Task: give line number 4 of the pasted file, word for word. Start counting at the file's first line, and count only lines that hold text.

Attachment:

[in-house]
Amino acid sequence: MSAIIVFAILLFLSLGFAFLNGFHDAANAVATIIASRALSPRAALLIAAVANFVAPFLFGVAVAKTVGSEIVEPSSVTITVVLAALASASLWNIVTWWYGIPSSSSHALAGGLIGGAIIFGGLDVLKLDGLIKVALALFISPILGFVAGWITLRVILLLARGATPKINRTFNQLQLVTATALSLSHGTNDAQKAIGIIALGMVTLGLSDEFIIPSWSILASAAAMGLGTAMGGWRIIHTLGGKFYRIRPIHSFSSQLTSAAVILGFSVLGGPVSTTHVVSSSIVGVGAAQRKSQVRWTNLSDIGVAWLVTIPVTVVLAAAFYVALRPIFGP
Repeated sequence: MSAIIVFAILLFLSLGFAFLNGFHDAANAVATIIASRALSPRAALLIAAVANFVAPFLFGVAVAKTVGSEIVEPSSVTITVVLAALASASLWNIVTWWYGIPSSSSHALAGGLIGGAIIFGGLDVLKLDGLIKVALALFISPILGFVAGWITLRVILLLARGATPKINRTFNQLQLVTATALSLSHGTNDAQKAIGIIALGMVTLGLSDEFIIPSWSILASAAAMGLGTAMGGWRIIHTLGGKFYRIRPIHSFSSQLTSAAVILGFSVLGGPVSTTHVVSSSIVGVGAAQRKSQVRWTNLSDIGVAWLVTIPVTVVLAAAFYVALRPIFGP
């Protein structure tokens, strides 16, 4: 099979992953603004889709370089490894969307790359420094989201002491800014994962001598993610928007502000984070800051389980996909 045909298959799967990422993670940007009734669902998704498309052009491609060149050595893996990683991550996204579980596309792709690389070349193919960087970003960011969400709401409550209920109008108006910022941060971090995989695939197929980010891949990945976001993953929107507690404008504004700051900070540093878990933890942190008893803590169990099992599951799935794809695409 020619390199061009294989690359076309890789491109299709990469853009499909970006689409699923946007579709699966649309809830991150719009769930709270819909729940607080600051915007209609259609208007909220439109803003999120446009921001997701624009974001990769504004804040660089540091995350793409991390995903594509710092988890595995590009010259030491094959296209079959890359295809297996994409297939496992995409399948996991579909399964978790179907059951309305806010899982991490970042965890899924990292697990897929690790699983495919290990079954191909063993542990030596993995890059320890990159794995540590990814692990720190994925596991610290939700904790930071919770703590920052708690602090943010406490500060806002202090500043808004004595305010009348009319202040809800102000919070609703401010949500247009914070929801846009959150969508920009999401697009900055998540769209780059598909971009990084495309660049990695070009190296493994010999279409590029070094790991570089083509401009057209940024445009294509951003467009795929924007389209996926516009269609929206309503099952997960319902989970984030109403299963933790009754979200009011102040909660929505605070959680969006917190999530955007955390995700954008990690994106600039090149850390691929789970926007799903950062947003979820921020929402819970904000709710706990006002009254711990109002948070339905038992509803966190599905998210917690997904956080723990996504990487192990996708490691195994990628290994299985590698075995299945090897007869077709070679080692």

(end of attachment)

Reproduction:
């Protein structure tokens, strides 16, 4: 099979992953603004889709370089490894969307790359420094989201002491800014994962001598993610928007502000984070800051389980996909 045909298959799967990422993670940007009734669902998704498309052009491609060149050595893996990683991550996204579980596309792709690389070349193919960087970003960011969400709401409550209920109008108006910022941060971090995989695939197929980010891949990945976001993953929107507690404008504004700051900070540093878990933890942190008893803590169990099992599951799935794809695409 020619390199061009294989690359076309890789491109299709990469853009499909970006689409699923946007579709699966649309809830991150719009769930709270819909729940607080600051915007209609259609208007909220439109803003999120446009921001997701624009974001990769504004804040660089540091995350793409991390995903594509710092988890595995590009010259030491094959296209079959890359295809297996994409297939496992995409399948996991579909399964978790179907059951309305806010899982991490970042965890899924990292697990897929690790699983495919290990079954191909063993542990030596993995890059320890990159794995540590990814692990720190994925596991610290939700904790930071919770703590920052708690602090943010406490500060806002202090500043808004004595305010009348009319202040809800102000919070609703401010949500247009914070929801846009959150969508920009999401697009900055998540769209780059598909971009990084495309660049990695070009190296493994010999279409590029070094790991570089083509401009057209940024445009294509951003467009795929924007389209996926516009269609929206309503099952997960319902989970984030109403299963933790009754979200009011102040909660929505605070959680969006917190999530955007955390995700954008990690994106600039090149850390691929789970926007799903950062947003979820921020929402819970904000709710706990006002009254711990109002948070339905038992509803966190599905998210917690997904956080723990996504990487192990996708490691195994990628290994299985590698075995299945090897007869077709070679080692």